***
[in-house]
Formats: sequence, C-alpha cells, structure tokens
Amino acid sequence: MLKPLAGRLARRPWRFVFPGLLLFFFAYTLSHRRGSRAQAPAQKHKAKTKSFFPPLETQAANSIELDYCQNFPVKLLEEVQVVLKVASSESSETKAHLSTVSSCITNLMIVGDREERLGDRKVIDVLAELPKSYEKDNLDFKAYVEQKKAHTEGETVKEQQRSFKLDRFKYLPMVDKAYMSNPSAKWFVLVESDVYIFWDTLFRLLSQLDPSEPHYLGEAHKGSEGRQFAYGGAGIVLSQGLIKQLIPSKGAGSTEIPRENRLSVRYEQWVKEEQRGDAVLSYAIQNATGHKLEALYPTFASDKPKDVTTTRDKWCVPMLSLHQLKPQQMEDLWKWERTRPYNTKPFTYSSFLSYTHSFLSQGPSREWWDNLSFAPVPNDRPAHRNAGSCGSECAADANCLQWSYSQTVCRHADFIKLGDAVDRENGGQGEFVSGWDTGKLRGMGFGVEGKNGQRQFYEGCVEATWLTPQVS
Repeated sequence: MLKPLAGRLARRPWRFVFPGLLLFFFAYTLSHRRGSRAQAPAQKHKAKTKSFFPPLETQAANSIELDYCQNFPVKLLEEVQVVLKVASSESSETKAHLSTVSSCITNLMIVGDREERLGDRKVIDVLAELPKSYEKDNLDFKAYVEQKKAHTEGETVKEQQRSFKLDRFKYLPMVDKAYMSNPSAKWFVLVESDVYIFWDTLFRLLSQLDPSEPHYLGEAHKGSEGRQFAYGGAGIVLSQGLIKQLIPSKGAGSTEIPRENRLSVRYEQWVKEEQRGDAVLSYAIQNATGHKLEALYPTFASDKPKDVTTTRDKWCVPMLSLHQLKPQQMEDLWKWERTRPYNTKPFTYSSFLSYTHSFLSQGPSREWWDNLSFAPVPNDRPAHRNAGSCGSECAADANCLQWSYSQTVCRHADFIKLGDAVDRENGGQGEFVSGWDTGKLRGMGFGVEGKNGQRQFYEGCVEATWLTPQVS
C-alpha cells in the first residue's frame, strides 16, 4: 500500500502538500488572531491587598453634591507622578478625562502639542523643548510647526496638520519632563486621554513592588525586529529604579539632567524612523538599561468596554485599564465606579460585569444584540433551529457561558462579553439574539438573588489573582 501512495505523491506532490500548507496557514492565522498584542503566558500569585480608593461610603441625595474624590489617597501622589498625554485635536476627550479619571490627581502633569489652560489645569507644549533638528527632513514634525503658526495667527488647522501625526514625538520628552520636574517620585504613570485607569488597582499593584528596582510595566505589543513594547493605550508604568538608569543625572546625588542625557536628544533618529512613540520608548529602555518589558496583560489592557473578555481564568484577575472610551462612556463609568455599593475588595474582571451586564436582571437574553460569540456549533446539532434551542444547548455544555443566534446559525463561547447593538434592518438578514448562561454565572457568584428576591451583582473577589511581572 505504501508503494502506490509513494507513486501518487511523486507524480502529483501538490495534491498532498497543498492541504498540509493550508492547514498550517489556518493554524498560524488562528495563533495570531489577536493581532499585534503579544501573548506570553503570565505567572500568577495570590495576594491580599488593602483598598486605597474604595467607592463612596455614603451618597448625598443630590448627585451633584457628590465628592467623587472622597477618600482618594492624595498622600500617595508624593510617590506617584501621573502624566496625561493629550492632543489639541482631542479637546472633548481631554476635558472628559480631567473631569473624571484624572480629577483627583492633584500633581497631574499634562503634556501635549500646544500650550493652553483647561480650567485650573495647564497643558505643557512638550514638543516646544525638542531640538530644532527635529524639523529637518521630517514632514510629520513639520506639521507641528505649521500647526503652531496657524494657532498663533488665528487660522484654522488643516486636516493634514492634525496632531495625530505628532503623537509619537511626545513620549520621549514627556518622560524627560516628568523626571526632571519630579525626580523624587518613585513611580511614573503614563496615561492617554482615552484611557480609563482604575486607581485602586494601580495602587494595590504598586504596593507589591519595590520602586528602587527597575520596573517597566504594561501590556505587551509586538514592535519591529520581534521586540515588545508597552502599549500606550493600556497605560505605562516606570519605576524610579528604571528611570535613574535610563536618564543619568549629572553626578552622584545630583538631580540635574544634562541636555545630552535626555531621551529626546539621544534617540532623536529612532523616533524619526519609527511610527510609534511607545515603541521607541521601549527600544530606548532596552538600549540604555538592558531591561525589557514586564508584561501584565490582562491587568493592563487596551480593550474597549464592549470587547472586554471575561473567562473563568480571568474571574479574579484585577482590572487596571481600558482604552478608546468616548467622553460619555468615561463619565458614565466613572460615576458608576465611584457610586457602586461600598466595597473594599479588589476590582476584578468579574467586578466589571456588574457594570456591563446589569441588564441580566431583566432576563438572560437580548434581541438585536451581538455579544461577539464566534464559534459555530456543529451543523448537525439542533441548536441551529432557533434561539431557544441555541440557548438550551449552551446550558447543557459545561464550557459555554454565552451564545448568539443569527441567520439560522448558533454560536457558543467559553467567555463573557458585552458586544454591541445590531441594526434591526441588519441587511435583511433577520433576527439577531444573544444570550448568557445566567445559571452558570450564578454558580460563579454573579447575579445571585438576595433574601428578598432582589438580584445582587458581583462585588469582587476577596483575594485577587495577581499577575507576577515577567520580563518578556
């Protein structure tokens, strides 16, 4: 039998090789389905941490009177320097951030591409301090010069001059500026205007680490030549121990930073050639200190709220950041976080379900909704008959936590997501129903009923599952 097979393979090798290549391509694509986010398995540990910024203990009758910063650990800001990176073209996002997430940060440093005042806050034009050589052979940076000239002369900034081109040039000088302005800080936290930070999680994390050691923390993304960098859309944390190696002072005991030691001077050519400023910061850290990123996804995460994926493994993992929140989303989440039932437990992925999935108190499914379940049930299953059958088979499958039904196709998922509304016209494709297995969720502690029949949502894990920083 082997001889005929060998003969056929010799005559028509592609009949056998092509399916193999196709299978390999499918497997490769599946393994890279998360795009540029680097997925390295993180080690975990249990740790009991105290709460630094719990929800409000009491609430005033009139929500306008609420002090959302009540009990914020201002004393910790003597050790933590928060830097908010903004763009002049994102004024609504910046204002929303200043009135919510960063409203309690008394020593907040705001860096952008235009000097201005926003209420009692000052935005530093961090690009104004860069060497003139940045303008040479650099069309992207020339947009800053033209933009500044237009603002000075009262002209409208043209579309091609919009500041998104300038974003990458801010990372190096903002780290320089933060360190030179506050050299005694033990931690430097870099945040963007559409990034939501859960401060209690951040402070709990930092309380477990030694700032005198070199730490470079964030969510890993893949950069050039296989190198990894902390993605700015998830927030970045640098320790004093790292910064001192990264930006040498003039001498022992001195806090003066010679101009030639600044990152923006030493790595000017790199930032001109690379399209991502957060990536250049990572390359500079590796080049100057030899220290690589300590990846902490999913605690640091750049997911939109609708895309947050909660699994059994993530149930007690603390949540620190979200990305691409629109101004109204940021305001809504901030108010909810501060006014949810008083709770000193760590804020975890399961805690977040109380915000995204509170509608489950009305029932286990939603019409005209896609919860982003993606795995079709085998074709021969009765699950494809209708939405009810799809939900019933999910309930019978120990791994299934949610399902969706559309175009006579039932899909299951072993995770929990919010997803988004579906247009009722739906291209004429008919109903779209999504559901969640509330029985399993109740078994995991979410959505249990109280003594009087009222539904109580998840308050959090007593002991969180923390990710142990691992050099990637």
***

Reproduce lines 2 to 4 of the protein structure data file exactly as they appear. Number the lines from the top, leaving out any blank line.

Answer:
Formats: sequence, C-alpha cells, structure tokens
Amino acid sequence: MLKPLAGRLARRPWRFVFPGLLLFFFAYTLSHRRGSRAQAPAQKHKAKTKSFFPPLETQAANSIELDYCQNFPVKLLEEVQVVLKVASSESSETKAHLSTVSSCITNLMIVGDREERLGDRKVIDVLAELPKSYEKDNLDFKAYVEQKKAHTEGETVKEQQRSFKLDRFKYLPMVDKAYMSNPSAKWFVLVESDVYIFWDTLFRLLSQLDPSEPHYLGEAHKGSEGRQFAYGGAGIVLSQGLIKQLIPSKGAGSTEIPRENRLSVRYEQWVKEEQRGDAVLSYAIQNATGHKLEALYPTFASDKPKDVTTTRDKWCVPMLSLHQLKPQQMEDLWKWERTRPYNTKPFTYSSFLSYTHSFLSQGPSREWWDNLSFAPVPNDRPAHRNAGSCGSECAADANCLQWSYSQTVCRHADFIKLGDAVDRENGGQGEFVSGWDTGKLRGMGFGVEGKNGQRQFYEGCVEATWLTPQVS
Repeated sequence: MLKPLAGRLARRPWRFVFPGLLLFFFAYTLSHRRGSRAQAPAQKHKAKTKSFFPPLETQAANSIELDYCQNFPVKLLEEVQVVLKVASSESSETKAHLSTVSSCITNLMIVGDREERLGDRKVIDVLAELPKSYEKDNLDFKAYVEQKKAHTEGETVKEQQRSFKLDRFKYLPMVDKAYMSNPSAKWFVLVESDVYIFWDTLFRLLSQLDPSEPHYLGEAHKGSEGRQFAYGGAGIVLSQGLIKQLIPSKGAGSTEIPRENRLSVRYEQWVKEEQRGDAVLSYAIQNATGHKLEALYPTFASDKPKDVTTTRDKWCVPMLSLHQLKPQQMEDLWKWERTRPYNTKPFTYSSFLSYTHSFLSQGPSREWWDNLSFAPVPNDRPAHRNAGSCGSECAADANCLQWSYSQTVCRHADFIKLGDAVDRENGGQGEFVSGWDTGKLRGMGFGVEGKNGQRQFYEGCVEATWLTPQVS